Prepare Your Southern Lawn for Winter
Here in the South, the Spring and Summer seasons provide an ideal growing environment for lawn grasses such as St. Augustine, Centipede, Bermuda, and Zoysia. These commonly used grasses are often referred to as “warm-season grasses”, or “southern grasses” due to their natural ability to flourish in areas that experience hot summers. With adequate water, a scorching, long Summer is of no issue to these “warm-season” grasses, as they grow best when temperatures are over 75° F.
Because “southern grasses” thrive so well in hot environments, naturally, they lack the low temperature hardiness that is common of the “cool-season grasses” such as Kentucky Bluegrass, Fescues, and Ryegrasses. When temperatures drop, in an effort to conserve water and nutrients, “southern grasses” will focus their resources on their roots and growth will slow tremendously. They will enter a natural state of protection against cold temperatures called “Dormancy”. Dormancy is evidenced by grasses losing their lush green leaf and adopting a brownish-tan color, which is then maintained throughout the Winter. This state of protection is nothing to worry about. It is essentially taking a long Winter’s nap, and when the temperatures start to warm up during the Spring, your grass will begin waking up (“greening-up”) and replace its brown “Winter’s coat” with its natural green color.
WHAT TO DO DURING DORMANCY
Because dormancy is a time of stalled growth and conservation, a grass’ water needs and mowing requirements are drastically reduced.
Many people do not like the look of the brown color caused by dormancy. To keep an attractive green yard throughout the Winter, homeowners may choose to overseed their lawn with a cool-season grass, such as Ryegrass. Annual ryegrass is a popular choice among homeowners due to its rapid seed germination, growth, and ability to thrive in sun or shaded areas. Ryegrass provides an attractive green cover over your permanent lawn grass throughout the Winter and dies off as the temperatures start to rise in the Spring- just in time for your permanent lawn to start greening up. Lawns that have been overseeded with ryegrass will require watering, fertilizing, mowing, and pest control throughout the Winter, as it is its growing season.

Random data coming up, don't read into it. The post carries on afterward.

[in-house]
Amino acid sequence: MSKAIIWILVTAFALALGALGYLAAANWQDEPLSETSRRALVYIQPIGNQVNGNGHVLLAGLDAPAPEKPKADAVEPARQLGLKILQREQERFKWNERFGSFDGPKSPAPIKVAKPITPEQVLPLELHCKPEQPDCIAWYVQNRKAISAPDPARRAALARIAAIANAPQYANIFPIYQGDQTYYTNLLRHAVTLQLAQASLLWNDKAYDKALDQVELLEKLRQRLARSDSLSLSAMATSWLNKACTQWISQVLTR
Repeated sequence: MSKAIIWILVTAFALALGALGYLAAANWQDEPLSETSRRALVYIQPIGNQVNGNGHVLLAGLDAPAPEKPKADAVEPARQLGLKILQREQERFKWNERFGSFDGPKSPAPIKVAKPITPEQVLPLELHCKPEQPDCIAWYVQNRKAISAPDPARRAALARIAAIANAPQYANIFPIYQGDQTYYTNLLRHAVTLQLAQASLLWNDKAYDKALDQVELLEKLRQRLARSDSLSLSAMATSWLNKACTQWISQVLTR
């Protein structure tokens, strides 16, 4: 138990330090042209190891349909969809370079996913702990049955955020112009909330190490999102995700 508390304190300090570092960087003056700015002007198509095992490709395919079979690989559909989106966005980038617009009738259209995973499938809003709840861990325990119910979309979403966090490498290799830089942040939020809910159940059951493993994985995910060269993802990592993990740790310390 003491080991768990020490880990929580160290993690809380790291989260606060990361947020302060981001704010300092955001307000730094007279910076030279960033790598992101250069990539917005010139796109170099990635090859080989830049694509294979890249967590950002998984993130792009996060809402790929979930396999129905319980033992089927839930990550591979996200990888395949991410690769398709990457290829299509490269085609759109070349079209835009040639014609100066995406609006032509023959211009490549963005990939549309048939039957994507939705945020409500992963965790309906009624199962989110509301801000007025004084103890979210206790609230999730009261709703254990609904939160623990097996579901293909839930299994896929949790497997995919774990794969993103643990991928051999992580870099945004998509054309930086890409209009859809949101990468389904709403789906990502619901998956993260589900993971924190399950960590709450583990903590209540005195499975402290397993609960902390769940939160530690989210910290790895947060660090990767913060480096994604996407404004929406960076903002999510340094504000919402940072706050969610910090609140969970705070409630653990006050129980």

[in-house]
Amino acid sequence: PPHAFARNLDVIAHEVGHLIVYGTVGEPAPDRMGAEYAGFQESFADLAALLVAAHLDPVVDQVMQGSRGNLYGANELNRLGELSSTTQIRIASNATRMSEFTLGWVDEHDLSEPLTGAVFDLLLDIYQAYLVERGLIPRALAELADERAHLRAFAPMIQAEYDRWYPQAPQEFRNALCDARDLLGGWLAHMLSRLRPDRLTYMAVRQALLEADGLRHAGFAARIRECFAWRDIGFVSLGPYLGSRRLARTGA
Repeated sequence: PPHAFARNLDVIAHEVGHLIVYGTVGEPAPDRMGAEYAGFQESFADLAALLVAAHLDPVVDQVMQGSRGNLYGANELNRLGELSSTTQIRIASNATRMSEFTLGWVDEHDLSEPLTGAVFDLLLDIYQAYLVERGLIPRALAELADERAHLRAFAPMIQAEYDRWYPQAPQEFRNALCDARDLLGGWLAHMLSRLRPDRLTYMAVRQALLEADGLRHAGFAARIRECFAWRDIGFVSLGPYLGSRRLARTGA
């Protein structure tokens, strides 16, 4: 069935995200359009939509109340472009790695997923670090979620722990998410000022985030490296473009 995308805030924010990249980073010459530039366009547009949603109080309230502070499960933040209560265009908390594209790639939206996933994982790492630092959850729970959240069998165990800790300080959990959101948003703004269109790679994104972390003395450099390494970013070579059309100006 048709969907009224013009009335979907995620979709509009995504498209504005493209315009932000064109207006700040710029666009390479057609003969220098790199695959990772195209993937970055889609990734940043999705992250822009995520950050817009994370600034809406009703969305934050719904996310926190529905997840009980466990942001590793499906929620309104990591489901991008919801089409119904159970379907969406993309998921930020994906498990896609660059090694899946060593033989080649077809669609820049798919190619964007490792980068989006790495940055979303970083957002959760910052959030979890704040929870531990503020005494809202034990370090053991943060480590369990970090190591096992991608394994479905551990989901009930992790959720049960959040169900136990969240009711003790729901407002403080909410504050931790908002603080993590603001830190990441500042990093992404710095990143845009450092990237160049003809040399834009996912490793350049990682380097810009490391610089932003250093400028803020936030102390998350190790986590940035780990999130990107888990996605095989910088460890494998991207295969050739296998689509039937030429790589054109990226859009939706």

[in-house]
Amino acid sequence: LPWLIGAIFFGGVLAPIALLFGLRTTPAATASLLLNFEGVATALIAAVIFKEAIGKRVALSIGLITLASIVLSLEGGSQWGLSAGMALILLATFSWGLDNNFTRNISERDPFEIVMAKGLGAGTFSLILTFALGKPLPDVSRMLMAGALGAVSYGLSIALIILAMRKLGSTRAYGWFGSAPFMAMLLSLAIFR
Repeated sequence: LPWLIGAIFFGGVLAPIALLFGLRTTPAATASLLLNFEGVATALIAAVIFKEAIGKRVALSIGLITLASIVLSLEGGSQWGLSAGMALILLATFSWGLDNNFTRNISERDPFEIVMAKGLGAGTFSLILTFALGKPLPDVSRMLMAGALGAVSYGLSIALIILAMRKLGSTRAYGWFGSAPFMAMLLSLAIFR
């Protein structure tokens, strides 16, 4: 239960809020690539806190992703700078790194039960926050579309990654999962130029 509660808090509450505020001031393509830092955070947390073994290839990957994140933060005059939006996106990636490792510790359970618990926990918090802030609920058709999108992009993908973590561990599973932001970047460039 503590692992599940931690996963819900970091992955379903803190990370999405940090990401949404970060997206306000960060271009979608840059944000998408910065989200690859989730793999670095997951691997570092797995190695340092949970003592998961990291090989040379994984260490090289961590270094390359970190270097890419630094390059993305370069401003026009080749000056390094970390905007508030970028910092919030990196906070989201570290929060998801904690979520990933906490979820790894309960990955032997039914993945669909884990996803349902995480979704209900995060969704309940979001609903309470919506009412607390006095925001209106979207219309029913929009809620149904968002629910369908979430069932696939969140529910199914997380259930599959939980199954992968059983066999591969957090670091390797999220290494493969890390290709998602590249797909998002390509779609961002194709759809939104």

STRESS CAUSED BY LOW TEMPERATURES
When temperatures drop below 20°F, “warm season grasses” become susceptible to low temperature injury. Areas with poor drainage, excessive thatch, reduced sun exposure and high traffic tend to have more intense injury after a severe freezing event. There are several management practices a homeowner can utilize to minimize injury caused by low temperatures.
• During cooler seasons, increase mowing height. Taller grass promotes deeper root growth. The deeper the root, the stronger the grass’ ability will be to withstand severely cold temperatures.
• Avoid late-Fall applications of fertilizer. Fertilizer promotes new leaf shoots which are tender and have less tolerance for stress due to low temperatures.
• Avoid too much lawn traffic during dormancy and especially after a freezing event. Walking on frozen grass will only further damage turf already injured from a cold temperature event.
• Ensure areas remain well-drained as areas of poor drainage tend to hold water and remain colder for longer periods of time during freeze events.
As we head into the cooler time of the year, it is important to remember that the look of your lawn caused by the cool temperatures of late Fall and Winter is only temporary. Before we know it, the Spring will be upon us, and the dull brown colors of your lawn will quickly fade away and become the lush green hues of new growth!
For questions regarding how you can better prepare your lawn for Winter, please contact us at the following:
Vero Beach, Florida Farm: Gulf Kist Sod of Pensacola:
PHONE: 772-978-0045 PHONE: 850-858-TURF(8873)
EMAIL: firstname.lastname@example.org EMAIL: email@example.com
Source of Information in creating this blog post:
Trenholm, Laurie E., and J. Bryan Unruh, editors. THE Florida Lawn Handbook: Best Management Practices for Your Home Lawn in Florida. 3rd ed., University Press of Florida, 2005.